In Nepal, around 1350 people are still missing from the time of people’s war (1996-2006). Families are still searching for the answers about the fate of their loved ones. Parents hope to see their children back to support them in an old age, wives still believe themselves to be married and not-widows, and children are equally ambivalent about the status of their missing father/mother. Wives pray and do fasting for their husbands’ longevity on the occasion of teej and other religious occasions although they do not know where they are. In case of missing from other phenomenon such as natural disasters, accidents, and migration, families presume such people to be dead after certain period of time, then, they carry out certain final life-cycle rituals according to their cultures & religions and they move on with their lives. For ones missing in relation to armed conflict, there is no basis for performing the final rituals as it could be seen as betrayal and abandonment of hope so, the ambiguity is stronger and long-term. The closure is not attainable as it occurs in normal circumstances which is often expected by the society.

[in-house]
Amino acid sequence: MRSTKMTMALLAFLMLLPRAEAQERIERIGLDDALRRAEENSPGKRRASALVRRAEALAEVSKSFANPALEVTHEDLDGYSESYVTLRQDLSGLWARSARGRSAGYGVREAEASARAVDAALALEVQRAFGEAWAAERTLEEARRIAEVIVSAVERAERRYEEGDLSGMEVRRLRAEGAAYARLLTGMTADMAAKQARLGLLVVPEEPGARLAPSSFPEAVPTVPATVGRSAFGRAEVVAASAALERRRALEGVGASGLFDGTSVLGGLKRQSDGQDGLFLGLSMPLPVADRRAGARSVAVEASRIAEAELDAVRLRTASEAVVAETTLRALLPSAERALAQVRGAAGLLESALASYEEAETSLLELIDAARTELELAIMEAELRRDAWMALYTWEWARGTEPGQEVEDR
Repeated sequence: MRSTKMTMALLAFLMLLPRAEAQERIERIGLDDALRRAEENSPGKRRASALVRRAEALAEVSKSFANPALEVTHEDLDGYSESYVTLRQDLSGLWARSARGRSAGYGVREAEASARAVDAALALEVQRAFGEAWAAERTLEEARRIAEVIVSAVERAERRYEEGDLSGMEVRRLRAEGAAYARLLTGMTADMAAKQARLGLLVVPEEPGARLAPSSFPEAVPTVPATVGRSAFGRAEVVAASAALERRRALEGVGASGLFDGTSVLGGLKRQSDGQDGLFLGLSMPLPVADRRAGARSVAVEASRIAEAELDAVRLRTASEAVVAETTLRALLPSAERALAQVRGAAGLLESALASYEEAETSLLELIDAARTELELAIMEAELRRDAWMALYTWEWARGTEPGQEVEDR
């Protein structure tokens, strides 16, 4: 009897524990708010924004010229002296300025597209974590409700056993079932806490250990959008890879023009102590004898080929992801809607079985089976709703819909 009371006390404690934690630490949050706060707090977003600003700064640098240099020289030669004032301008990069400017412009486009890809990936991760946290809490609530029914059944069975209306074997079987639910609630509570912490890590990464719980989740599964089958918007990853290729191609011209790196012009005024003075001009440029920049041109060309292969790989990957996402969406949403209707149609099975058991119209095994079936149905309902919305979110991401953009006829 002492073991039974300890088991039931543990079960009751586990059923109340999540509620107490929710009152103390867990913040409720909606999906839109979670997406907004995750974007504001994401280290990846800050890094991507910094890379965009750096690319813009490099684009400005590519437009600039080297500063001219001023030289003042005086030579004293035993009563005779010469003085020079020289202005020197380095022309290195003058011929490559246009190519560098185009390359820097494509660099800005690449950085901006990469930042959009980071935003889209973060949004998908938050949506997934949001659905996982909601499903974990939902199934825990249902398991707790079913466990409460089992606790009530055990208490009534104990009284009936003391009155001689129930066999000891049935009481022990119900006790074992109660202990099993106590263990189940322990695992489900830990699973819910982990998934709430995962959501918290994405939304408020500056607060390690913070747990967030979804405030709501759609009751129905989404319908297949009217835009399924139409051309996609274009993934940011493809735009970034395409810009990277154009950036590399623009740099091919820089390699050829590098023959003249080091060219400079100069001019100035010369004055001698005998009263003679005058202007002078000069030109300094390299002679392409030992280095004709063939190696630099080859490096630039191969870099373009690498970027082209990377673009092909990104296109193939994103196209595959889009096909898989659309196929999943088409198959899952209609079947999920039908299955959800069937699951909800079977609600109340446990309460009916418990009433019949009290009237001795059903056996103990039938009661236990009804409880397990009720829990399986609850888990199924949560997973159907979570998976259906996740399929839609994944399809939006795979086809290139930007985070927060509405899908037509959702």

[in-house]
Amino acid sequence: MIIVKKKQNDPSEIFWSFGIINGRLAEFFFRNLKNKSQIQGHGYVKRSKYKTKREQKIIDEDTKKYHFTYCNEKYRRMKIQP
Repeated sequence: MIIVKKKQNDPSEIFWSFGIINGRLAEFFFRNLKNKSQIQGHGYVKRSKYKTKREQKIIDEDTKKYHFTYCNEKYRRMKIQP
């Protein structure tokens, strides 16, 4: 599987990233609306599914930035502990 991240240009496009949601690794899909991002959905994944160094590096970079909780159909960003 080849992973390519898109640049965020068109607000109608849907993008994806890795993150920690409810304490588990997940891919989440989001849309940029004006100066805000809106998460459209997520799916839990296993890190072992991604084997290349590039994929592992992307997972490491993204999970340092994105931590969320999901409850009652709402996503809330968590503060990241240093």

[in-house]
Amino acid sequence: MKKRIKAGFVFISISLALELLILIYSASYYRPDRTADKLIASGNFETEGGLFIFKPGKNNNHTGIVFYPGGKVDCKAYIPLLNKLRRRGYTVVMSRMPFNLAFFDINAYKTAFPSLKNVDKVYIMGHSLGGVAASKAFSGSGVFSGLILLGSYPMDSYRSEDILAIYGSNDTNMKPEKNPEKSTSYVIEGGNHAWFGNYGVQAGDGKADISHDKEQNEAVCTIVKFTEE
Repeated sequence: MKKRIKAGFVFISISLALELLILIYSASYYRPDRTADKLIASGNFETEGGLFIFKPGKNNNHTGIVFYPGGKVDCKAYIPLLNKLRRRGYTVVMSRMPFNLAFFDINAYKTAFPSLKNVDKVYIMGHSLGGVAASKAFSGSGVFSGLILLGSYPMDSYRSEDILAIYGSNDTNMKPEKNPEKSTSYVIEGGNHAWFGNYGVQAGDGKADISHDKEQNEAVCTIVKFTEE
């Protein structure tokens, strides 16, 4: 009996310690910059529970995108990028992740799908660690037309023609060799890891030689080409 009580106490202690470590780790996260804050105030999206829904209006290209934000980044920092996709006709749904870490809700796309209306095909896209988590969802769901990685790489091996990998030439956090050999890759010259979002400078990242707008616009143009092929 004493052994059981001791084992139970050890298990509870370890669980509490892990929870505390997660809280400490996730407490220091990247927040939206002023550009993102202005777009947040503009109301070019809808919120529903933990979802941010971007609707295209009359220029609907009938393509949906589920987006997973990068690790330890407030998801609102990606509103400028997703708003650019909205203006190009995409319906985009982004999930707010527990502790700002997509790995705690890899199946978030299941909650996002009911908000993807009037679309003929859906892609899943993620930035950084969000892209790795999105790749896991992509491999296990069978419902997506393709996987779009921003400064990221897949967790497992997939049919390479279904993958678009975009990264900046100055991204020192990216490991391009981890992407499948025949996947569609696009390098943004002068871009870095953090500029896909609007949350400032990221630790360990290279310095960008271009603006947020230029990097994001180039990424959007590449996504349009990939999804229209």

Families remain confused and in dilemma. People cannot make sense of what is happening and cannot find the meaning or get the sense of coherence. Without meaning and coherence, they can’t find hope to move forward in their lives. As a result, both coping mechanisms and grieving processes are immobilized. These are the effects of the ambiguous loss which cannot be judged as pathological as clinicians might view it as some of the effects look like the symptoms of PTSD, depression, and anxiety. However, the risk of developing clinical pathology must not be undermined in the long run. The impact and results of support programs for the families have shown that community-based and local approaches are better than the clinical interventions such as individual counseling/therapy. The interventions that reinforces the new relationships and social network, and that focuses on utilizing their own resilience & resources and developing tolerance for ambiguity have found out to be effective in terms of mental health and psychosocial support.

Living with ambiguity is difficult but developing tolerance can become great strength in this ever-changing world around us. Lack of closure and not knowing can be embraced gracefully.